I noticed that once i surrounded the burner with some stove pipe to keep the wind out that I got at least 1 additional batch out of a tank.

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Old 07-07-2011, 06:06 PM   #27
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Since I changed my boil pot to aluminum from stainless steel I use less gas, not sure how much less but it is significant. I also quit using exchange tanks because you're not getting 20 lbs.

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Old 07-07-2011, 06:46 PM   #28
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Good thread. Since I switched to my large (25 gal) stainless pot I have trouble getting my small burner to get 10+ gal to boil in a reasonable time. I had some bubble reflector insulation (silvery, foil-coated, about 1/4 inch thick with bubbles like packaging material, a high R-value reflective insulator) so I made a big loose box out of it (cube with no bottom) and draped it over the pot, with about 4 inches standoff. My boil time shortened appreciably. After a few uses, the material got pretty droopy from the heat because it got too close from time to time. . . (hey - what's that burning smell, don't let it touch the pot !!). I have been thinking about making a simple wood frame to keep the reflective material a safe distance away, and a removable top for the boil-off. I feel pretty encouraged to do so after reading the thread, maybe it will save me some propane.

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Old 07-09-2011, 05:34 PM   #29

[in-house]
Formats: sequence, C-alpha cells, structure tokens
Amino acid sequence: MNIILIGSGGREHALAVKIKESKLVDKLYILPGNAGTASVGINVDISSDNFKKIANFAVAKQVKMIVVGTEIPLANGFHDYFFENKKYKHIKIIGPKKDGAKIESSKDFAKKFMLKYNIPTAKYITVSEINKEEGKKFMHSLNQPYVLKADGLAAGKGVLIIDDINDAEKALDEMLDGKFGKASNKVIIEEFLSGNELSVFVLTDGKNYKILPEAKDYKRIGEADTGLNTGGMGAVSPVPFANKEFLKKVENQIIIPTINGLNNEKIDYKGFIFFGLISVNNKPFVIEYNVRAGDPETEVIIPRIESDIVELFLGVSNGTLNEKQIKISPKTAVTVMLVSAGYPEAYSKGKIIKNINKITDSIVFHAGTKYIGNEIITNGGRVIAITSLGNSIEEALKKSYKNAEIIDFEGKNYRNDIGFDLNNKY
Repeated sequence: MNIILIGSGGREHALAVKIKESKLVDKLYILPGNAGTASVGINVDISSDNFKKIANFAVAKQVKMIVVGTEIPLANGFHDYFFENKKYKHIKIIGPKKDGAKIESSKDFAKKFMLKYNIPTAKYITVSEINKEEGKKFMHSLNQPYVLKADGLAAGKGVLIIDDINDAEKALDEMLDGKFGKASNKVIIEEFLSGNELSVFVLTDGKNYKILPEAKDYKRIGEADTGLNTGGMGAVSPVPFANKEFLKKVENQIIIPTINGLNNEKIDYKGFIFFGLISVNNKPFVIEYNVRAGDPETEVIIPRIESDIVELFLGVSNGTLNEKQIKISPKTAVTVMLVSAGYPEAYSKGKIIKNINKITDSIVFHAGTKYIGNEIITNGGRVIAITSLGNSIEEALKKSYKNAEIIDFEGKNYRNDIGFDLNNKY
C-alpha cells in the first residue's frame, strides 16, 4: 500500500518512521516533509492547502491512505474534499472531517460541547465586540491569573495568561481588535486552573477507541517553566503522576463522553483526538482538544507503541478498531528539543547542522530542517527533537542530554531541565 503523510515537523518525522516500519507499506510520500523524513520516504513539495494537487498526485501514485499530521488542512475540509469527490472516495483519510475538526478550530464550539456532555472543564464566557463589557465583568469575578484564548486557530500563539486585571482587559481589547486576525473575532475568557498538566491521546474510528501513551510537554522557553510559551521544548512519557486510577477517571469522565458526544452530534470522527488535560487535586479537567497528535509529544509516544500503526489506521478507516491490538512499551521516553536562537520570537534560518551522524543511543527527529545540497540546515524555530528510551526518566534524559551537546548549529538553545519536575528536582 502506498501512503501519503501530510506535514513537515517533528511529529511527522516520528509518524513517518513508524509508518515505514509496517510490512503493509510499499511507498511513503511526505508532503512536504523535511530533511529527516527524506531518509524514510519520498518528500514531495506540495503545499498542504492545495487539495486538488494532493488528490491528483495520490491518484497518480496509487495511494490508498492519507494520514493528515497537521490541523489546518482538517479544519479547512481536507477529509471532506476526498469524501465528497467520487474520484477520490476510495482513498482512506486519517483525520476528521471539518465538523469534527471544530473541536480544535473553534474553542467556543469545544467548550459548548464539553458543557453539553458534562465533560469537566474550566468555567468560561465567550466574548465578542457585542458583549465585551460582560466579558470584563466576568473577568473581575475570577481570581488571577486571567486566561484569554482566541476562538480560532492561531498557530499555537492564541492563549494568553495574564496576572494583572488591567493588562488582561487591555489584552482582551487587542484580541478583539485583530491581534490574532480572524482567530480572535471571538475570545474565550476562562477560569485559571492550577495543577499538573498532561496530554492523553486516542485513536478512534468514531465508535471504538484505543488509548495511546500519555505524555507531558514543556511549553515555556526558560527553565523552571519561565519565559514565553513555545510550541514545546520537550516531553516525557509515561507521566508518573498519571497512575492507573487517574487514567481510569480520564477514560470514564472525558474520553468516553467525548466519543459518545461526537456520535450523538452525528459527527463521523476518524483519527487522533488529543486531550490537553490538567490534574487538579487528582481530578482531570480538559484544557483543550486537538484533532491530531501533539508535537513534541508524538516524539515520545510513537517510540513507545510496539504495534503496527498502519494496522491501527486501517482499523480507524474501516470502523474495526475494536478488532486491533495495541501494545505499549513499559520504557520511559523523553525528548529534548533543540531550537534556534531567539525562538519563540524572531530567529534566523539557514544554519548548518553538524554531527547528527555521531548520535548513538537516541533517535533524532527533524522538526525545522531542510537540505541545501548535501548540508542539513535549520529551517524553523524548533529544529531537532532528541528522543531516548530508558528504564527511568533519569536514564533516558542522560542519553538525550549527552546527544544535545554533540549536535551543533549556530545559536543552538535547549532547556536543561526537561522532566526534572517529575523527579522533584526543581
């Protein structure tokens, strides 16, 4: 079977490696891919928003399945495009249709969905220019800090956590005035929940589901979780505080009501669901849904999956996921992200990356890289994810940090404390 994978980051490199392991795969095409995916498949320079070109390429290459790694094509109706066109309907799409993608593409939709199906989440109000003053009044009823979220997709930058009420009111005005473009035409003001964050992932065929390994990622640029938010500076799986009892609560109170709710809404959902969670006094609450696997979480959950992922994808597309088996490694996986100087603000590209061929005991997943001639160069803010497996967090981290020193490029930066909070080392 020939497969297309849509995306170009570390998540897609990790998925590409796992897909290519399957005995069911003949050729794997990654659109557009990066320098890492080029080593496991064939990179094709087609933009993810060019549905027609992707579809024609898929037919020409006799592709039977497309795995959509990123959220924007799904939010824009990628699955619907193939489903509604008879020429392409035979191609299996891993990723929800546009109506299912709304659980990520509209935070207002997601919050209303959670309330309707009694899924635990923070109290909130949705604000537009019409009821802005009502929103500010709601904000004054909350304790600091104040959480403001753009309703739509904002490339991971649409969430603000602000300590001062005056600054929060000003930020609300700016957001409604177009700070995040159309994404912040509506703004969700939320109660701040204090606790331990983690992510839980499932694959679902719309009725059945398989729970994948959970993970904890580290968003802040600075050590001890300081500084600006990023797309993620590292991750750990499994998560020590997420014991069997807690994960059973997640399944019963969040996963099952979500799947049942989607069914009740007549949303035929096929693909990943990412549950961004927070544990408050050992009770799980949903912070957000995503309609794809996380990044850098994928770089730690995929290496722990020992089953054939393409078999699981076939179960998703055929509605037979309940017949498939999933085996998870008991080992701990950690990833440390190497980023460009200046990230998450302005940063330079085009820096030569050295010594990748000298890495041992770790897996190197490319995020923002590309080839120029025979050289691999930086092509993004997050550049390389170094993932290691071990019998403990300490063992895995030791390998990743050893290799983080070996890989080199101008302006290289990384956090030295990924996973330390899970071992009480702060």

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I'm glad this was a helpful thread.

We have three tanks from blue rhino which we normally exchange. I'll be looking into alternatives soon. It's not windy here, although we did create a wind shield from a 55-gal drum for our first few batches. We stopped using it once we got a sight glass and thermometer. Honestly it didn't work very well (there are some pictures of it in my photos via the sig link).

It also made it difficult to adjust the flame. Although we keep our burner inside out of the weather, I'm noticing some signs of rust in only one year around the nozzle threads. The real problem is that the oxygen / air adjuster doesn't seem to give me the precise control to burn below the "aircraft sound" level. (Should we call this an adjuster, a carburetor, a flue? or just a metal spinny disk that obstructs air flow?) Maybe this is because we already have the gas up too high. (We're heating up a keggle and a Blichmann 20g using the one burner.)

I'm happy to say that this problem became much less important after I popped open my first summer batch and found it over carbed and belgian flavored. It's a AHS American Ale kit. So now I'm tracking down potential flaws in my sanitation instead of heating efficiency.

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Old 07-10-2011, 01:52 AM   #30
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I think as I get more experience ill get more out of a tank. Realized on this brew that I can keep the flame pretty low and still maintain a nice boil. Also if I hit my numbers better I won't be heating up extra water to raise the temp.